On March 29, 1974, a patent application titled “Apparatus for Photometric Blood Analysis” was submitted to the Japanese Patent Office by the Nihon Kohden Corporation, naming Aoyagi and Kishi as inventors. Aoyagi reported his discovery of pulse oximetry to the Japanese Society of Medical Electronics and Biologic Engineering on April 26, 1974 and published with his many collaborators in 1975

Question 4

You’re about to leave you shift when the diabetic in fast track with a leg infection reads “high” on the finger stick. You cringe, you know the lab is going to take at least 60 minutes to get a pH back. You think to your self, self, there must be a non-invasive way I can quickly tell if the patient is acidotic. What maverick device can you use? (Clue marginally related to question 3).

Reveal the funtabulous answer


Bou Chebl et al illustrated that lower pCO2 values correspond to lower pH and bicarbonate values in hyperglycemic diabetic patients. This fits with what we would expect, a patient in DKA often has a high respiratory rate compensating for the metabolic acidosis, ETCO2 is expected to be low. But how low buys you an insulin drip and and a quick cheeky referral so you can sign out and speed home for a beer?

  • A blood sugar level greater than 550 mg/dL (30.5 mmol/L), and an EtCO2 of 35 or greater virtually guarantees that the patient is not in DKA with a sensitivity of 100 percent.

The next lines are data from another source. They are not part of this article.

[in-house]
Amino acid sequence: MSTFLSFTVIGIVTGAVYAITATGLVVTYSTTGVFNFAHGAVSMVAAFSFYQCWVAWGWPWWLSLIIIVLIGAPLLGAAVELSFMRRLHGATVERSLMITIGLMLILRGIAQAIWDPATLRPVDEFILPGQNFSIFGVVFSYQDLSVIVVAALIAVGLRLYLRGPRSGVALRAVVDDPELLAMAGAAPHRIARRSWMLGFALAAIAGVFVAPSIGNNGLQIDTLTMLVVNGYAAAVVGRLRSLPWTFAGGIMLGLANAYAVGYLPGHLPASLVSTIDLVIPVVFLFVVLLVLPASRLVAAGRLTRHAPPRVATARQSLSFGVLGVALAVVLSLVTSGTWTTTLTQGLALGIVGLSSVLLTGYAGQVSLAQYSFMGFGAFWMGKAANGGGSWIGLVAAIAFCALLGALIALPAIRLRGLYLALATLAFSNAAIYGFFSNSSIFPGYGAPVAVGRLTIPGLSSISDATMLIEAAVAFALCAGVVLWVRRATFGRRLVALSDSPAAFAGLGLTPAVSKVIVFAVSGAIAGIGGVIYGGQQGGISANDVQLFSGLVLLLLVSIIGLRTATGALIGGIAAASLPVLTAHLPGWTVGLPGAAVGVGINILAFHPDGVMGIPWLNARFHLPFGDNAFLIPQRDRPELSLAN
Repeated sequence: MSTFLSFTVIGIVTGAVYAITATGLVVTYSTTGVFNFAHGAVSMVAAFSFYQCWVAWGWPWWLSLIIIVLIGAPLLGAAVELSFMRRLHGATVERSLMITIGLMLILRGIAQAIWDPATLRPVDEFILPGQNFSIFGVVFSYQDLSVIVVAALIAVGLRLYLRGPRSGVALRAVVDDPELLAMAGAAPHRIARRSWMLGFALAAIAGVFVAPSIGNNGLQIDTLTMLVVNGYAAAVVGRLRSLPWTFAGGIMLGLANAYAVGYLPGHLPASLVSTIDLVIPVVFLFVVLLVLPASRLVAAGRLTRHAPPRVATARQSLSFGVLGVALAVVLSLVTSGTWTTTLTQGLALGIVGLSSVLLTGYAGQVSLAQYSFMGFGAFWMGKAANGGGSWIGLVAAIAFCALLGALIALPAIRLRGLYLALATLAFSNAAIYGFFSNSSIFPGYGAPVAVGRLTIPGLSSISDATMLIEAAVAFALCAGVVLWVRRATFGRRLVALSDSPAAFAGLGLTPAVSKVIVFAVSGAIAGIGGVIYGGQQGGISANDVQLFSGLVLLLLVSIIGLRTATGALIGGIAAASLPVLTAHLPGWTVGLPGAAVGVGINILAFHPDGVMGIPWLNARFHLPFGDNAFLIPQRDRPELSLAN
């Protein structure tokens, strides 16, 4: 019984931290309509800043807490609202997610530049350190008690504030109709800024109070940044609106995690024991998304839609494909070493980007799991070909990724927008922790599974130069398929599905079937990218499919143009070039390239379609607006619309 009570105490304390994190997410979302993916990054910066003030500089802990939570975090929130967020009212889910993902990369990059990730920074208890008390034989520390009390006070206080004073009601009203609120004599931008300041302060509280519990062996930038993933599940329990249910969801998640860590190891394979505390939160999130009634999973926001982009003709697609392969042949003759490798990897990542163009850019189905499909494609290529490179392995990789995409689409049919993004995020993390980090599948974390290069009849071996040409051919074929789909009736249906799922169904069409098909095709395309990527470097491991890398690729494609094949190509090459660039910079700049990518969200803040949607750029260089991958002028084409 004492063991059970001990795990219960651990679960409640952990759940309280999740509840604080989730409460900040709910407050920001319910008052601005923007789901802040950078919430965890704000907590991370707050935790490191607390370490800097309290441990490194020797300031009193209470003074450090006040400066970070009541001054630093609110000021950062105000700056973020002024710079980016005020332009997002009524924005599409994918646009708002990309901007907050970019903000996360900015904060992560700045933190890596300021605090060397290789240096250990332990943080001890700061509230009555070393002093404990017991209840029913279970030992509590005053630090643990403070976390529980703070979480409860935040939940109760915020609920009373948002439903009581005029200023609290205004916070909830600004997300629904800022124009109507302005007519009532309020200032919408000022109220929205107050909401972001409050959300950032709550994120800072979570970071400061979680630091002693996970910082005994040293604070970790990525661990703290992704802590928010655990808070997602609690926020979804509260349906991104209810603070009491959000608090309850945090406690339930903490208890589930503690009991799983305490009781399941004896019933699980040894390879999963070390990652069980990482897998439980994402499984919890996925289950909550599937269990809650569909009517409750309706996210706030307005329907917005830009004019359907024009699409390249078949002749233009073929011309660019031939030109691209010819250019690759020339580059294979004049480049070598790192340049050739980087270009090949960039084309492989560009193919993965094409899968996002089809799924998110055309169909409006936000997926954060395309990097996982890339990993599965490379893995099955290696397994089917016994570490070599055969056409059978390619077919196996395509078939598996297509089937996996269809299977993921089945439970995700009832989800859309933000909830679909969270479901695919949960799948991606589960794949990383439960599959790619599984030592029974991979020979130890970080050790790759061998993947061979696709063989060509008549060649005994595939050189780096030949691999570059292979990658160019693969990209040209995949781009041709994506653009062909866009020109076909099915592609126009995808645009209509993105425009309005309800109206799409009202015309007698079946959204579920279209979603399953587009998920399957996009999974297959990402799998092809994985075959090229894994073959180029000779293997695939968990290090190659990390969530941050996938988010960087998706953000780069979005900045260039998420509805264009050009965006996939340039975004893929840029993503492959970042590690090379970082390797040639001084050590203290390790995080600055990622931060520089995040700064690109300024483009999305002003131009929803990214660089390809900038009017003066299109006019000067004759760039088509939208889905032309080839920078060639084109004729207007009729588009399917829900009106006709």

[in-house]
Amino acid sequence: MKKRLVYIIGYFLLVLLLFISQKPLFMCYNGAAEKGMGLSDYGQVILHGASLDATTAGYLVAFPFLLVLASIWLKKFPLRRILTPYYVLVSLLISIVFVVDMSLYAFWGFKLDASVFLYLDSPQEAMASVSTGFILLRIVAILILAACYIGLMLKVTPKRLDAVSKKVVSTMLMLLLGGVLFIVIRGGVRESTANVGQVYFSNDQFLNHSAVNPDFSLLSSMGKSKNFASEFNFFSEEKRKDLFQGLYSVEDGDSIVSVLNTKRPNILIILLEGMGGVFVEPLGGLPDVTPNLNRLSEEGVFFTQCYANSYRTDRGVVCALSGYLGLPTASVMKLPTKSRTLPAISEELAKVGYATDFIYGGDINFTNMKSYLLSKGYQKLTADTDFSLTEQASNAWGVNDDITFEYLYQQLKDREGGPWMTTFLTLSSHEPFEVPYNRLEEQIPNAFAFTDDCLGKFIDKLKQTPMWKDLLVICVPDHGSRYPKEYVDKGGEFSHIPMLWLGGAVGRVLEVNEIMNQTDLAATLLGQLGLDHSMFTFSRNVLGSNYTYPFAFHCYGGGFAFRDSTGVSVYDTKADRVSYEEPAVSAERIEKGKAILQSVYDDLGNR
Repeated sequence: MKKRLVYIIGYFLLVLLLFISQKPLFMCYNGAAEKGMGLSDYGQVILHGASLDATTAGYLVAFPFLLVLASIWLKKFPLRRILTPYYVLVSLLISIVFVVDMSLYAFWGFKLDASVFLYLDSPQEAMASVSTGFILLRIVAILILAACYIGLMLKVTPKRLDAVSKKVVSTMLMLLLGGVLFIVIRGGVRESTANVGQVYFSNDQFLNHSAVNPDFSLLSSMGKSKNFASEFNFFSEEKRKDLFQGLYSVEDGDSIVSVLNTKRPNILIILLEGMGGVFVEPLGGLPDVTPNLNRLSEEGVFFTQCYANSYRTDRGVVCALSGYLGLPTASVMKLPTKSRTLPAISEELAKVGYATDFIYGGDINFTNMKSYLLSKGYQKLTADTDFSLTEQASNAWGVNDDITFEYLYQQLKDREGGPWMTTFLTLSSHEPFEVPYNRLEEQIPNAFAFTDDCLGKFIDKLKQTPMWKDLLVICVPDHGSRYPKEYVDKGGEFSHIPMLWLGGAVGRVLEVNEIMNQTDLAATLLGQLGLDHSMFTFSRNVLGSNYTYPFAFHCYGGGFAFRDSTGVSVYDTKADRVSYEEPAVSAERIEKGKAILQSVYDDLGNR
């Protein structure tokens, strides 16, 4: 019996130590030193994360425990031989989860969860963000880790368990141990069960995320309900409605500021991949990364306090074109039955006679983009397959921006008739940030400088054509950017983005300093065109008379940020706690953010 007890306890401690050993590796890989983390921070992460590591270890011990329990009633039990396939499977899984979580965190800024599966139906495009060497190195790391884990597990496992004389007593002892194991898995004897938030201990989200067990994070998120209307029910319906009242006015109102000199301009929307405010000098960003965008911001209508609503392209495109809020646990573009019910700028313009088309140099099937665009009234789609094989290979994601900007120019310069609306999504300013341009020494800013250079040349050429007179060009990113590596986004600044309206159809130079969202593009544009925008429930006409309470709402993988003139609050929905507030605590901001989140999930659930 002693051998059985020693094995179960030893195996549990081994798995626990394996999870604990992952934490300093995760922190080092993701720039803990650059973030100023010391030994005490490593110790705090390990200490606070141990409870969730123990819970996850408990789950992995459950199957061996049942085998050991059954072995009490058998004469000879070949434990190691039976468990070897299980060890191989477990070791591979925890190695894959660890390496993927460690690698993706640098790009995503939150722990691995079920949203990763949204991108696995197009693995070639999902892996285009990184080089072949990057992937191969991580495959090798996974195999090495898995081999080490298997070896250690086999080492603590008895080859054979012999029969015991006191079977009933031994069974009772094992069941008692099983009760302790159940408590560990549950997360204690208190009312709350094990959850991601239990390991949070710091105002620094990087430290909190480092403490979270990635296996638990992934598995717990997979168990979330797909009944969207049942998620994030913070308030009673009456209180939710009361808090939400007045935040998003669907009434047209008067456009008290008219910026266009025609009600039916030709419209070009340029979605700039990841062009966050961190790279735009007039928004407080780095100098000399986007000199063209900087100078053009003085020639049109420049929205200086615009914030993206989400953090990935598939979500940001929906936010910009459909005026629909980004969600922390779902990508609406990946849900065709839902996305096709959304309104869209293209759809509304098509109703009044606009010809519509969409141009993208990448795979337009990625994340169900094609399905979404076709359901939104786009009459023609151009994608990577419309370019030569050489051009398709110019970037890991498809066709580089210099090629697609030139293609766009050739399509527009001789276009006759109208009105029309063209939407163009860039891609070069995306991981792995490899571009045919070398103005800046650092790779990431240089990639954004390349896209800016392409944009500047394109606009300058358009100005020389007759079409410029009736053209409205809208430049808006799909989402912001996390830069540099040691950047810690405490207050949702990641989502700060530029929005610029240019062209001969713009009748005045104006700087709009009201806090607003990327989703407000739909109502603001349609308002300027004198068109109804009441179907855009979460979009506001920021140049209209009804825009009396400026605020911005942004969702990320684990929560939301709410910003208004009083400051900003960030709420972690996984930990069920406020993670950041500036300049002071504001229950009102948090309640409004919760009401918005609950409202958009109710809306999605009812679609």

• A blood sugar level greater than 550 mg/dL (30.5 mmol/L), and an EtCO2 of ≤21 and ≤26 are 100 percent and 96 percent specific for DKA, respectively.
  • A blood sugar level greater than 250 mg/dL (13.9 mmol/L), and an EtCO2 greater or less than 24.5 is both 90 percent sensitive and 90 percent specific for DKA


Question 5

A patient presents with generalised weakness, in fact they can’t move any of their limbs, during the work up you get handed the following ECG. You immediately put two and two together and label the patient with ‘Impressive syndrome’. What is impressive syndrome and who is is named after?

ECG Potassium hyperkalaemia 9.2

Reveal the funtabulous answer

Hyperkalaemic periodic paralysis.

It is an autosomal dominant disorder and often occurs in horses. The index case was a stallion called… ‘Impressive’. 1 in 50 Quarter Horses suffer from the disease and they can all be traced back to this stallion.

It is characterised by muscle hyper excitability or weakness which can be exacerbated by hyperkalaemia or heat and cold. It also occurs in humans more commonly called Hyperkalaemic periodic paralysis (HYPP) and not Impressive syndrome but, hey where’s the trivia in that and to be fair the ECG does look impressive.

Treatment involves the standard therapies for hyperkalaemia.

…and finally

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Funtabulously Frivolous Friday Five

Dr Neil Long BMBS FACEM FRCEM FRCPC. Emergency Physician at Kelowna hospital, British Columbia. Loves the misery of alpine climbing and working in austere environments (namely tertiary trauma centres). Supporter of FOAMed, lifelong education and trying to find that elusive peak performance.